October 4, 2020
By John Ruspantini, Guest columnist
Press & Sun-Bulletin (Binghamton NY)
I’m responding to Village of Endicott Mayor Linda Jackson’s comments published on Sept. 20.
I take issue with the term “battery recycling.” Under federal regulation, batteries, though they contain hazardous substances, are not considered hazardous waste when we dispose of them. This is because the government wants to relax hazardous waste restrictions to make it easier for batteries to be recycled. So, discarded batteries are called “universal waste,” not “hazardous waste.”
SungEel is exploiting this loophole to avoid hazardous waste disposal facility restrictions. The purpose of the Endicott facility would be to dispose of the parts of the battery that are not valuable, which NoBurnBroome (NBB) estimates to be about 40% of the composition of incoming batteries. The goal is to capture the valuable metals that are in the batteries, such as lithium, manganese and cobalt. However, what is left behind from the high-temperature process in Endicott must be further processed in South Korea. So there really isn’t anything coming out of the Endicott facility that would be ready for manufacturing. This facility will be used for disposal, just like any hazardous waste incinerator.
The mayor referenced a DEC letter that was sent to me back in August of this year that allegedly resolved all of NBB’s concerns regarding this project. The mayor neglected to mention that Dr. Paul Connett and I wrote a 27-page response to that DEC letter which systematically refuted everything the DEC had to offer in response to our concerns (see fluoridealert.org/ wp-content/uploads/endicott.nbb-response-todec. elter_.9-16-20.pdf ). Moreover, we pointed out that the PFAS issue was much greater than we originally thought. Nearly every lithium ion battery contains PFAS — the “forever toxin” that is the current public health nightmare.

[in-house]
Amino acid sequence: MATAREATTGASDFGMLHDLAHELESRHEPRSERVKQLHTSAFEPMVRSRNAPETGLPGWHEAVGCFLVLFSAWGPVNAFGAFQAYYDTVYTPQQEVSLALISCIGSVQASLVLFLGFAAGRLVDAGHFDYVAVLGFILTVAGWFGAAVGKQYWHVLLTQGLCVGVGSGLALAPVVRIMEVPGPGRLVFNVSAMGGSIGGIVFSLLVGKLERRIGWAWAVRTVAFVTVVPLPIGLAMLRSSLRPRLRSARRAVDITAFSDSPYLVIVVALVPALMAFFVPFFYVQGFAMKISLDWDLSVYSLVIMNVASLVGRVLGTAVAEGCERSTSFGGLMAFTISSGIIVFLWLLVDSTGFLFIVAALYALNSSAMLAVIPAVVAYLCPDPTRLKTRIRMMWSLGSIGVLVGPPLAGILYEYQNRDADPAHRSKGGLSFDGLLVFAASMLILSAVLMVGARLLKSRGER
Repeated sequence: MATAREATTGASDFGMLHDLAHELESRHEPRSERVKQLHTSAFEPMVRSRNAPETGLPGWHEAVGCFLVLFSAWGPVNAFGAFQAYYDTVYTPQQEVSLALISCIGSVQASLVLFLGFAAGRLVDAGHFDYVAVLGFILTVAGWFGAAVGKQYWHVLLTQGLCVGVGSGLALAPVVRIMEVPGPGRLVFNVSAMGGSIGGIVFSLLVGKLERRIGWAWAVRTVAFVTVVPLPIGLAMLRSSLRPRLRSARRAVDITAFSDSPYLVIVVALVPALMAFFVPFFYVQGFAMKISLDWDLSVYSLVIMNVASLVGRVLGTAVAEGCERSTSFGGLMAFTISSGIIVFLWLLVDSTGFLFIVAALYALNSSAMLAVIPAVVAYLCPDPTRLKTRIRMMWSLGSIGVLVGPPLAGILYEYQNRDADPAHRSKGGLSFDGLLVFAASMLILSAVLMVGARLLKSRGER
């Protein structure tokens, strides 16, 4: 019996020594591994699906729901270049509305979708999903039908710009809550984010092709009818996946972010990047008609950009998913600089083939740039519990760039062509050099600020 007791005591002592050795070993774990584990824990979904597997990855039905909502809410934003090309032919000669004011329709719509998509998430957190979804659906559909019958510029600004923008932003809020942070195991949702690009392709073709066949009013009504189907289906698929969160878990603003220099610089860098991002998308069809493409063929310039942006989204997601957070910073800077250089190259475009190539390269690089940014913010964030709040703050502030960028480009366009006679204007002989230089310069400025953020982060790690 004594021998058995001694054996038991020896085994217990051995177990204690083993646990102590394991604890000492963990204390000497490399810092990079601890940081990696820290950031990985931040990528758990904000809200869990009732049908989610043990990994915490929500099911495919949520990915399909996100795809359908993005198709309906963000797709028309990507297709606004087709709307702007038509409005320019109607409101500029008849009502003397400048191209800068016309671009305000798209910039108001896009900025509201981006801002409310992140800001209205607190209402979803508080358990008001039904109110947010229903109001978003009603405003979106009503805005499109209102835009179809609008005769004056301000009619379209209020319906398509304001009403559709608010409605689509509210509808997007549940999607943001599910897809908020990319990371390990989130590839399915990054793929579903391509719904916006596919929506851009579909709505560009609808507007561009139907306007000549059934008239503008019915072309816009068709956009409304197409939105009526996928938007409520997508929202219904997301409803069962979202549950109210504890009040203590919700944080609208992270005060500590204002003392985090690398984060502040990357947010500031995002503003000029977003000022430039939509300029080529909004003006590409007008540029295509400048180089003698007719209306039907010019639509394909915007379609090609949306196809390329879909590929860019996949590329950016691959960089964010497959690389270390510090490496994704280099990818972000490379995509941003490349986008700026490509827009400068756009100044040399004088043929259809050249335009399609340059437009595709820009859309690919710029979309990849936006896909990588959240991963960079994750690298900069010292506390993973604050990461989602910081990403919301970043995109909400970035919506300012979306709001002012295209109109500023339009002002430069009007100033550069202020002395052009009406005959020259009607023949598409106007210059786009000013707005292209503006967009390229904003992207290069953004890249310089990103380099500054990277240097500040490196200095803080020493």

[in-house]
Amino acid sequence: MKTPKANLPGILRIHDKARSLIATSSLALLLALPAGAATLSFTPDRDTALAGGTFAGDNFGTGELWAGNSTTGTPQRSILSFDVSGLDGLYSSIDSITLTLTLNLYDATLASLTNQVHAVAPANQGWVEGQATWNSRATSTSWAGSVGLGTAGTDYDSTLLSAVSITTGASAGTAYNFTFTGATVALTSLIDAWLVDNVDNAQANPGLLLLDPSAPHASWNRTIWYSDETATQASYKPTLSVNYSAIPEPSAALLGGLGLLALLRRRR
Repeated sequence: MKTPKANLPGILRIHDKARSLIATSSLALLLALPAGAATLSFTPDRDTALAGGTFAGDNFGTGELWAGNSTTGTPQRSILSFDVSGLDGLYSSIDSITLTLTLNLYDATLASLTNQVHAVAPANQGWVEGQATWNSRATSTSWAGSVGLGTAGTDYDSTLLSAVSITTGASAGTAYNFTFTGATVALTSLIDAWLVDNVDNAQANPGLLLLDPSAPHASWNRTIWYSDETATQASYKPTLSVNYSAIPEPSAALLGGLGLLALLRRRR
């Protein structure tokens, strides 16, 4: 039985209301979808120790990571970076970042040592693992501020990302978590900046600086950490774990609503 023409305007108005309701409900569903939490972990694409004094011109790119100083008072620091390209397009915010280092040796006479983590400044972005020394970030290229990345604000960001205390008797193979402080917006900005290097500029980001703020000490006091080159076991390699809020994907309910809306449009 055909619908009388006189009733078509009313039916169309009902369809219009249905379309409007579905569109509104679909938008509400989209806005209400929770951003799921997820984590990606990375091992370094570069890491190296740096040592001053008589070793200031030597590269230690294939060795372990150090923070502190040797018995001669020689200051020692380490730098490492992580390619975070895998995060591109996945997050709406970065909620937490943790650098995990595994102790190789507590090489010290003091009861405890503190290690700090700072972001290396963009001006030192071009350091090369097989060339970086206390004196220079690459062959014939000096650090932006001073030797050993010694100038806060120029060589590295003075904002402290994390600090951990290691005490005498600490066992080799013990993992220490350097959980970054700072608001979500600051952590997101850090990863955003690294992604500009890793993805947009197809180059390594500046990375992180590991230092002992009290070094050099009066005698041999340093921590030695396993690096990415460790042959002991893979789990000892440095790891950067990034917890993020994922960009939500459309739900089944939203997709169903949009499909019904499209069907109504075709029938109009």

NBB recently obtained PFAS lab data from SungEel’s sister plant in South Korea that demonstrated the presence and predicted emissions of PFAS in their process. It is becoming clear that the Endicott plant will be releasing PFAS into our air. But there currently are no promulgated standards for these emissions. How then, would the DEC be able to determine what is safe to release to our air?
The state only recently promulgated PFAS maximum contaminant levels in drinking water at 10 parts per trillion — an extremely low number. The reason why the limits are so low is because these compounds remain in our bodies for long periods of time and therefore accumulate.
PFAS have been associated with cancers, high cholesterol levels and endocrine disruption, among other things. Mayor Jackson calls this kind of talk “fear tactics.” I call it genuine concern for the health and safety of Endicott.
So, at the end of the day, bringing industry back to Endicott is the only way to save it from becoming a ghost town, according to Mayor Jackson. The irony here is that SungEel will pay no taxes as a renter, offer a minimal amount of high-risk jobs, send precious resources to Asia, and expose us to more pollution. This kind of industry we don’t need.
John Ruspantini is an Endicott resident.